Alvin Toffler (1928 - 2016)
By: Legacy Staff
2 years ago
Alvin Toffler, a writer whose million-selling book "Future Shock" in 1970 explored modern technologies and the digital revolution, died June 27, 2016.
Toffler, who helped to coin the term "information overload," died late Monday in his sleep at his home in the Bel-Air section of Los Angeles, said Yvonne Merkel, a spokeswoman for his consulting firm, Toffler Associates, which is based in Reston, Virginia.
"Future Shock" sold over 6 million copies, making it the fourth best-selling book in the 1970s.
Toffler, who was born Oct. 4, 1928, in New York, New York, attended New York University, where he met his future wife. Adelaide "Heidi" Farrell, who was also a futurist. They married in 1950.
To find something to write about, the Tofflers worked in a number of assembly line jobs for five years. Alvin Toffler took a job as a White House correspondent for a daily newspaper in Pennsylvania. That led to his hiring by Fortune magazine as its labor columnist. He did that for three years and then became a freelance writer.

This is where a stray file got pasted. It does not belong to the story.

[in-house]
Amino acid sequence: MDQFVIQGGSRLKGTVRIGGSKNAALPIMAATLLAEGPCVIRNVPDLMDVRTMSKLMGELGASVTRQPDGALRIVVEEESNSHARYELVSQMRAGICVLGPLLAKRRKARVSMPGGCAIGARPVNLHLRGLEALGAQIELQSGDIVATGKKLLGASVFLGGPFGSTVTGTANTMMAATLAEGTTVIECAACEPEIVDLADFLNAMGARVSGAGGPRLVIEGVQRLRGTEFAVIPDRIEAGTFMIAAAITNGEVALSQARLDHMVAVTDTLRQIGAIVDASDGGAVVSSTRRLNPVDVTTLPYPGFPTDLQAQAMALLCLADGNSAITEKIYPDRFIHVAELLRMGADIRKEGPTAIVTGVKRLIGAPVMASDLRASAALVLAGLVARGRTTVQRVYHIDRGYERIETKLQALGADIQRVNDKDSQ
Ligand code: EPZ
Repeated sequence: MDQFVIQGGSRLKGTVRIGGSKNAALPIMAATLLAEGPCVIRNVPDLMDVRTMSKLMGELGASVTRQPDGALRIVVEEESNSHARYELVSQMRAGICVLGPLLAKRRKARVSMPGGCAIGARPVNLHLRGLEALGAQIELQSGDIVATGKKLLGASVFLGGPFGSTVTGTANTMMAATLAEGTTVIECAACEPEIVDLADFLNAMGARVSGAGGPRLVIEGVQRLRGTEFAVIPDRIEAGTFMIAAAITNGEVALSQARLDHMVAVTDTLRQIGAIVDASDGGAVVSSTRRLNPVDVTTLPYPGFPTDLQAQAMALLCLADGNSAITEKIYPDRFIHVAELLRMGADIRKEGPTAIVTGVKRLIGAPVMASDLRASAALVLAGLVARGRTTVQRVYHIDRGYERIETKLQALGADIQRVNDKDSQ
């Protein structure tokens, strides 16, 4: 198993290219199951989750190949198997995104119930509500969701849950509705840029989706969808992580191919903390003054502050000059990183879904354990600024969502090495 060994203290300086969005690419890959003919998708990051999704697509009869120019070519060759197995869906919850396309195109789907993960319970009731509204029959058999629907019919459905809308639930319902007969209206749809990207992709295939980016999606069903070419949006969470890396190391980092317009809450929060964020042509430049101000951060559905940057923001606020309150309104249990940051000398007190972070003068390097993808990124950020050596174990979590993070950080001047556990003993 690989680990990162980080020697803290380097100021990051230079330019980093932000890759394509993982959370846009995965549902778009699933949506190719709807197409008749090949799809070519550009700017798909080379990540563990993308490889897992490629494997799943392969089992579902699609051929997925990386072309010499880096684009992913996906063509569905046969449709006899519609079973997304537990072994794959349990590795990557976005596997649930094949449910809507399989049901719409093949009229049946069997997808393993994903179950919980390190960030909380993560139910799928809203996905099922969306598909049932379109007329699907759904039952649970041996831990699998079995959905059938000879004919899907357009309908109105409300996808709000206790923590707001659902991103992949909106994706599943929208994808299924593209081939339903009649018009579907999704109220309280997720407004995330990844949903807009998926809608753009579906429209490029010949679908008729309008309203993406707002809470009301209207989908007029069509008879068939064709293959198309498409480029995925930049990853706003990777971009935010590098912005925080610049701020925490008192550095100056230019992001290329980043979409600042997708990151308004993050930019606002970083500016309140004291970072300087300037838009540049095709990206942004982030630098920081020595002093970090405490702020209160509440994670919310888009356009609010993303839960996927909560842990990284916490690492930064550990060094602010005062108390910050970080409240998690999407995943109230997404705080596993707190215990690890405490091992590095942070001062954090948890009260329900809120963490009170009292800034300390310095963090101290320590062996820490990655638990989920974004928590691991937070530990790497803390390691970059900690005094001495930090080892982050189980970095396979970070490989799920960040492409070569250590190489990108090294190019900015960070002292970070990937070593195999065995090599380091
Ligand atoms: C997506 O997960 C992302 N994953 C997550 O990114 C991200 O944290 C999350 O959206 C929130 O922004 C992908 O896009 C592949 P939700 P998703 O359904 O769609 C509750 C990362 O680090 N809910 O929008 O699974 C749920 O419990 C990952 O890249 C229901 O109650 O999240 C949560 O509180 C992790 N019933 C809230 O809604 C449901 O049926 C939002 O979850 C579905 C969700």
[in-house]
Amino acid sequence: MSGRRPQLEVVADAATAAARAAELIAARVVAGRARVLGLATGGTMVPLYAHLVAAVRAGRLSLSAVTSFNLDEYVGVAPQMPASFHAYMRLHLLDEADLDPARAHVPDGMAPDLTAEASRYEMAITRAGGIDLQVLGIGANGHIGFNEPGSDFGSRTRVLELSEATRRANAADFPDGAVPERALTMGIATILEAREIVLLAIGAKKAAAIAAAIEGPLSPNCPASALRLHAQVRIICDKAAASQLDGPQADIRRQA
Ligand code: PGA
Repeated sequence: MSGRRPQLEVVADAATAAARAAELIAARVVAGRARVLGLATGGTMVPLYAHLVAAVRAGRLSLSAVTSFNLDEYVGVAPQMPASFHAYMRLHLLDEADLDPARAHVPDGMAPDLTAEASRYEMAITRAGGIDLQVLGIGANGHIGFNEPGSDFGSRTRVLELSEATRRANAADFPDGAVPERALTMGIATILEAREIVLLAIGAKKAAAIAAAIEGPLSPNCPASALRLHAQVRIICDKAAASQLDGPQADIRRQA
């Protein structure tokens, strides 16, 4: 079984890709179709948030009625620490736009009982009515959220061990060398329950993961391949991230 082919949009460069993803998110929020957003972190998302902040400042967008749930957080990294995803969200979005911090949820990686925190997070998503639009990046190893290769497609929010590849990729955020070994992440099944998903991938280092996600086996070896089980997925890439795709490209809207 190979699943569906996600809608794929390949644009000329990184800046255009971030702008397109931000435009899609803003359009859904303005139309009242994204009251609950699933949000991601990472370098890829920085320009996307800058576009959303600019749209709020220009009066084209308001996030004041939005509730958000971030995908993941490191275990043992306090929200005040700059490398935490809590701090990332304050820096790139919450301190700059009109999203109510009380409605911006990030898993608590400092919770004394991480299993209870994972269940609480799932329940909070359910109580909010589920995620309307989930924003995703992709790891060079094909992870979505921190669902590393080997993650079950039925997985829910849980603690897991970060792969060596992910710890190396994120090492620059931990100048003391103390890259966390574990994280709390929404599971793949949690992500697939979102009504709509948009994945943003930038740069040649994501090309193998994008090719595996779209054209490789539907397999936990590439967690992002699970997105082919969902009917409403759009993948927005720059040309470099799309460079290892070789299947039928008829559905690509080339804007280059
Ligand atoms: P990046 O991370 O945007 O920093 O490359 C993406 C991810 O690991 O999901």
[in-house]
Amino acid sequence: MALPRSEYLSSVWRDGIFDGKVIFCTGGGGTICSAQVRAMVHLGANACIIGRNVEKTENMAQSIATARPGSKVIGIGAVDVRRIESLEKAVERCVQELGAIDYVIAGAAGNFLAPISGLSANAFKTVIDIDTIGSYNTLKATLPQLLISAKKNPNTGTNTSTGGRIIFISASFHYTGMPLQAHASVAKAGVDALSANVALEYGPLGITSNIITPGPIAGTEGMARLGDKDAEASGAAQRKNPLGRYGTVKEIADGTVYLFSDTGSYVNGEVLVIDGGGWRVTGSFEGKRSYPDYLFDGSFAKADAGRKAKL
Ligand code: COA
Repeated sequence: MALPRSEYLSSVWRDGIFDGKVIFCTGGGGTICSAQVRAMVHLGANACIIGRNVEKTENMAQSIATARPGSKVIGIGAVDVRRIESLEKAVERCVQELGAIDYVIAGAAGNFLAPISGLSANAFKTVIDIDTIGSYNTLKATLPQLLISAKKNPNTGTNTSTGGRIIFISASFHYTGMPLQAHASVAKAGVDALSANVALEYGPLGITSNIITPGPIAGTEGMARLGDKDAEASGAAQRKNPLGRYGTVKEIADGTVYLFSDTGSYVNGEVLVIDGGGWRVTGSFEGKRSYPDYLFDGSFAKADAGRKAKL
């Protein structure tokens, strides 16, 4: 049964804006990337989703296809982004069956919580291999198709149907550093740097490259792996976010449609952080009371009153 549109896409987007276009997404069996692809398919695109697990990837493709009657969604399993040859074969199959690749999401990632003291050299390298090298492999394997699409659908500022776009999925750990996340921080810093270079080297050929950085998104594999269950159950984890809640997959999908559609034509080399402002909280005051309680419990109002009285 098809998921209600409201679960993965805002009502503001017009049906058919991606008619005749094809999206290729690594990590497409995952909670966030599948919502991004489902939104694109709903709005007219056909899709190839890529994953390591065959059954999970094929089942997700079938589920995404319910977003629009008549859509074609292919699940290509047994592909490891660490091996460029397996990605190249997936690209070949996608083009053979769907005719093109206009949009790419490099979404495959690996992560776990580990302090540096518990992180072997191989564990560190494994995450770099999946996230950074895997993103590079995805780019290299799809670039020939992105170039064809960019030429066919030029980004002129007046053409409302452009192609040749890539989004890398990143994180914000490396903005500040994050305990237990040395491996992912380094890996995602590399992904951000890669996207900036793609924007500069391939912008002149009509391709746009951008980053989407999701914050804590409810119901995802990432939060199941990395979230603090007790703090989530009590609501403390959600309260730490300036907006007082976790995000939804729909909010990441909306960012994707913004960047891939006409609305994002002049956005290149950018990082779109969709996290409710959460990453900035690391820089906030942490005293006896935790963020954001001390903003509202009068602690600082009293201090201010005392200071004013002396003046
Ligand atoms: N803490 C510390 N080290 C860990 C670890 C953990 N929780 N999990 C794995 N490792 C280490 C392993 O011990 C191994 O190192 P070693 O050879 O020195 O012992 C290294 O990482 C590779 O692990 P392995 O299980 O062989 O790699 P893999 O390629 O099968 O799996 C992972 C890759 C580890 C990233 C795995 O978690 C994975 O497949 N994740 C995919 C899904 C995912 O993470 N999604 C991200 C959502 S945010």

The Tofflers conducted research in the mid-1960s that led to the publishing of "Future Shock."
The Tofflers followed that up with "The Third Wave" in 1980. The book predicted technologies including personal computers, the internet, cable TV, and mobile communication.
"A new civilization is emerging in our lives, and blind men everywhere are trying to suppress it," the Tofflers write in "The Third Wave." "This new civilization brings with it new family styles; changed ways of working, loving, and living; a new economy; new political conflicts; and beyond all this an altered consciousness as well. … The dawn of this new civilization is the single most explosive fact of our lifetimes."
Toffler is survived by his wife. He was preceded in death by a daughter, Karen.
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